we'd pay $100
So it's zero or $10K. Perhaps there is a sum somewhat less? I imagine a subscription model might work, kinda like Spotify. Obviously contributors should get it as payment for their efforts. Just a thought.
MongoDB grabbed headlines last week with the release of version 3.2 of its popular NoSQL database. Consistent with the company’s prescribed messaging, the tech media dutifully inserted “enterprise” into every headline, touting MongoDB’s new storage engines for better data security, among other things. But one thing was missing …
Most of these companies take a really stupid approach, always trying to milk large enterprise, its not only MongoDB, another company that really annoys me doing this is SeveralNines with ClusterControl. Where the vast majority of users are probably SME's with very small budgets, up til a couple of years ago $10k was about 1/2 my annual software budget.
They are so short-sighted, sure its better to have 1000 customers each paying $100, than 100 customers paying $10k. The next effect is still $100k, and the damage from losing a few customers is far less impacting.
Hilarious. This might be an easier sell if Mongo (and the rest) had promoted their tools as large scale document management or file systems, but if you insist on calling the product a "database" and implicitly inviting RDBMS comparisons then you're simply asking for trouble if you try to present the single most basic relational feature as "enterprise".
If they want to charge for something, implement bulletproof ACID. Lots of freetards won't need it (or understand it in some cases) but backside covering management might pay up as part of their P45 avoidance strategy.
[*] I use Mongo myself as a storage engine for tens of thousands of JSON packets. It works great for that, but it is functionally indistinguishable from dumping INI files in a sub-directory - the database in this system is PostgreSQL.
I've never liked OpenCore software. Sun tried to do it with MySQL (I expect Oracle are probably continuing that theme), and the biggest issues are not cost, or having to have licenses for each developer instance (I've not run a dev stack on my laptop for years, its easier to have it on a VM - connectivity is a minimum requirement for any work these days).
It's really about how well tested those features are. With OpenCore, the newest and flashiest features are used by the smallest section of the user base. The OpenCore company will tell you that their Enterprise paid-for features are the most well tested of all their features, but this is bollocks - the main testing of all open source software is when all these different users start using it in all the different ways that they need to use it, and not just in the few ways that the company who developed it have envisaged. With OpenCore, there just aren't as many users exercising the "enterprise" features, and the bugs don't actually get fixed until the feature is in the core.
It's some fucked up version of enterprise software, the enterprise version is the least tested version, and has the most unstable and newest features in it. WTF.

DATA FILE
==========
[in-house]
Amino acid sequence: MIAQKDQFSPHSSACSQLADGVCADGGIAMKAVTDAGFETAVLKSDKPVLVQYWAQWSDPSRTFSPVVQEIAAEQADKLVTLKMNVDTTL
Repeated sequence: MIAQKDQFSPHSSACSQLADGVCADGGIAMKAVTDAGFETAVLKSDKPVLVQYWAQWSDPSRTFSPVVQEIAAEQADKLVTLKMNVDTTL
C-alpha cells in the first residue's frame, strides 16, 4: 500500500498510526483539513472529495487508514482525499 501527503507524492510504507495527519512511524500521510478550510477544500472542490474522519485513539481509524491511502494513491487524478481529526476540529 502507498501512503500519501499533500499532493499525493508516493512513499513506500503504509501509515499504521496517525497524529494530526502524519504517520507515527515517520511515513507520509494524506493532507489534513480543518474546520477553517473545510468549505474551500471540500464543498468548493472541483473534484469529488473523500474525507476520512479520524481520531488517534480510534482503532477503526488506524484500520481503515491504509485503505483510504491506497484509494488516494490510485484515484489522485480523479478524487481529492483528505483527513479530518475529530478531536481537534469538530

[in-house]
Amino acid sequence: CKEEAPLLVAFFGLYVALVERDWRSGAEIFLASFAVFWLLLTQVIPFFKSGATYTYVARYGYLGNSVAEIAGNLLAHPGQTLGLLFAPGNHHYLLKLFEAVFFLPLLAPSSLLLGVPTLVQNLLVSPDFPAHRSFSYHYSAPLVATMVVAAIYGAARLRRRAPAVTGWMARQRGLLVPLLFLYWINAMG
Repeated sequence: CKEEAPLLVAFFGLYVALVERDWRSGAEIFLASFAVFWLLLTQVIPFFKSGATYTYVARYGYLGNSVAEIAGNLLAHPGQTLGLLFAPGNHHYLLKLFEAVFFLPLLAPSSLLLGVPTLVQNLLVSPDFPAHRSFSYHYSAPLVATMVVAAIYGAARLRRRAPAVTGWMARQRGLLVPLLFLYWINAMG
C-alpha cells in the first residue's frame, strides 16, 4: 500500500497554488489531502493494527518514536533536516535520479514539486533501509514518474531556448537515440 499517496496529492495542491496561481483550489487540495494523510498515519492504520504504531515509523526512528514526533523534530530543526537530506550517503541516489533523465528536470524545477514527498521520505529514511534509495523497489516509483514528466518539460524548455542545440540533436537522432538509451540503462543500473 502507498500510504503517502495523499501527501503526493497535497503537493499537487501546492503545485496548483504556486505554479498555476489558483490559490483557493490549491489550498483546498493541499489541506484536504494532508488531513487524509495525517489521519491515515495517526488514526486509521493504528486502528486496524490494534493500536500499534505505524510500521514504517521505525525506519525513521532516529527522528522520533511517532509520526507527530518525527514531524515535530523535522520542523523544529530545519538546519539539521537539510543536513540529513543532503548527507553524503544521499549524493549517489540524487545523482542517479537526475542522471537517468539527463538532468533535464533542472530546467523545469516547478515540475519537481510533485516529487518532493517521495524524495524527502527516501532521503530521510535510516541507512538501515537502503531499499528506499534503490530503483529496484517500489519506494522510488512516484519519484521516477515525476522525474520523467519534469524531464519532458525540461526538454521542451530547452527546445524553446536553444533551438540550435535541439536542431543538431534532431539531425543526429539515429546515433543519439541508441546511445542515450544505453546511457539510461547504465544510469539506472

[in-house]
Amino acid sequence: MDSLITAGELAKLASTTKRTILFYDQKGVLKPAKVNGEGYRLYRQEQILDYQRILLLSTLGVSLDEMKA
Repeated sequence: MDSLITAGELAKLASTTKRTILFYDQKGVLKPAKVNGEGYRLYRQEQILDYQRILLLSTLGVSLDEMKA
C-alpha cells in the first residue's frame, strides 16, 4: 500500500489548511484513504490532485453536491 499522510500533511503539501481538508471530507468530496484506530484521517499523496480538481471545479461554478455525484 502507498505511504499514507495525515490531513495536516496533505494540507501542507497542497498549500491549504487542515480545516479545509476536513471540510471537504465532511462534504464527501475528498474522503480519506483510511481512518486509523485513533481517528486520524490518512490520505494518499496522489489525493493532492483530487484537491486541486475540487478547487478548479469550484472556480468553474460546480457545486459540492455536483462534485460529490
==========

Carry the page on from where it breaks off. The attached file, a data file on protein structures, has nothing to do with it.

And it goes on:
You don't have to have this model - take Lucene/Solr. Most of the development of this takes place by people employed by a few companies, chiefly LucidWorks. LucidWorks offer consultancy and support, chiefly for people who need help customizing the software they have written. It works much much better IMO.
The same approach you suggest seems to be working for EnterpriseDB: helping companies to come down off their hideously expensive Oracle habit.
This whole article smacks of sour grapes from Mr Asay who has drifted from company to company (now with Adobe it seems) where he seems to have championed the open core approach.
I'm pretty sure that companies will pay something for software though more along the lines of support and maintenance than the mere privilege of being able to own something. The industry also has to adjust to years of over-charging for minimal added value: the core of lots and lots of enterprise stuff has always been open source.
Why don't old fashioned "enterprise wide" licenses - with or without tiers - solve this problem?
"Free for student and non-commercial use" gets the product into lots of hands for "testing".
In my experience "consultancy" is more often about finding ways around product bugs anyway in order to meet project timeframes. And I'm not talking about Open Souce products only. I've seen some... very awkward... iterations of commercial software that simply did not work as advertised.
Surely the point is to be "a lot" cheaper than MS or Oracle for Enterprise and massively cheaper at web scale (eg charge by #instances or charge by #employees whichever is the cheaper model).
4WIW Sun Microsystems in their naive, well-meaning, partly competent, partly delusional way did try this (eventually) with the software products inherited from Netscape but the sales force was naturally structured to focus on $100k-$10m hardware deals. Disrupting that in the mid- dot-crash era to add some focus on $10k-$100k software deals as well was never going to be easy. Particularly when the execs didn't have the balls to buy a bloody database to counterweight the business' overwhelming dependency on selling hardware to run Oracle (and Peoplesoft and BEA... see the pattern?). The execs closed their eyes and went "lalala nothing to see here... we are a giant of the industry and Larry really really wants to be our friend" until it was too late then overpaid massively and we know who bought who in the end.
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